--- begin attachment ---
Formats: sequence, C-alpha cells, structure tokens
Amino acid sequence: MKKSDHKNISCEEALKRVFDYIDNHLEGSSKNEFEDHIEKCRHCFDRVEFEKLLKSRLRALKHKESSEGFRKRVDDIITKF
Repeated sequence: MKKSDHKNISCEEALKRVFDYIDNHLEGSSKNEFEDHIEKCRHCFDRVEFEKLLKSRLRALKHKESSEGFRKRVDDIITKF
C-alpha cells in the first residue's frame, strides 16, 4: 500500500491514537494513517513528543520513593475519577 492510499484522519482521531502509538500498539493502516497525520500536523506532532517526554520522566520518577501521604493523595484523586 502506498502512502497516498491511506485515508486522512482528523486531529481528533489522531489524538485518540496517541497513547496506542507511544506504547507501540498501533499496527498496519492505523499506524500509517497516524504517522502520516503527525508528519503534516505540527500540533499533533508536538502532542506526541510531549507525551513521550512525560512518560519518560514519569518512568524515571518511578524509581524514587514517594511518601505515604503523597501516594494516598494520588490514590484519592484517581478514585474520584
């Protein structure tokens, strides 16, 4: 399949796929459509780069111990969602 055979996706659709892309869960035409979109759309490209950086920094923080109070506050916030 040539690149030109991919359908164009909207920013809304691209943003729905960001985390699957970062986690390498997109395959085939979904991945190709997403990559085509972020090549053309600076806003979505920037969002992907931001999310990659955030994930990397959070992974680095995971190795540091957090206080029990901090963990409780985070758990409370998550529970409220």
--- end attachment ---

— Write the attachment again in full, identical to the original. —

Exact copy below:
Formats: sequence, C-alpha cells, structure tokens
Amino acid sequence: MKKSDHKNISCEEALKRVFDYIDNHLEGSSKNEFEDHIEKCRHCFDRVEFEKLLKSRLRALKHKESSEGFRKRVDDIITKF
Repeated sequence: MKKSDHKNISCEEALKRVFDYIDNHLEGSSKNEFEDHIEKCRHCFDRVEFEKLLKSRLRALKHKESSEGFRKRVDDIITKF
C-alpha cells in the first residue's frame, strides 16, 4: 500500500491514537494513517513528543520513593475519577 492510499484522519482521531502509538500498539493502516497525520500536523506532532517526554520522566520518577501521604493523595484523586 502506498502512502497516498491511506485515508486522512482528523486531529481528533489522531489524538485518540496517541497513547496506542507511544506504547507501540498501533499496527498496519492505523499506524500509517497516524504517522502520516503527525508528519503534516505540527500540533499533533508536538502532542506526541510531549507525551513521550512525560512518560519518560514519569518512568524515571518511578524509581524514587514517594511518601505515604503523597501516594494516598494520588490514590484519592484517581478514585474520584
């Protein structure tokens, strides 16, 4: 399949796929459509780069111990969602 055979996706659709892309869960035409979109759309490209950086920094923080109070506050916030 040539690149030109991919359908164009909207920013809304691209943003729905960001985390699957970062986690390498997109395959085939979904991945190709997403990559085509972020090549053309600076806003979505920037969002992907931001999310990659955030994930990397959070992974680095995971190795540091957090206080029990901090963990409780985070758990409370998550529970409220």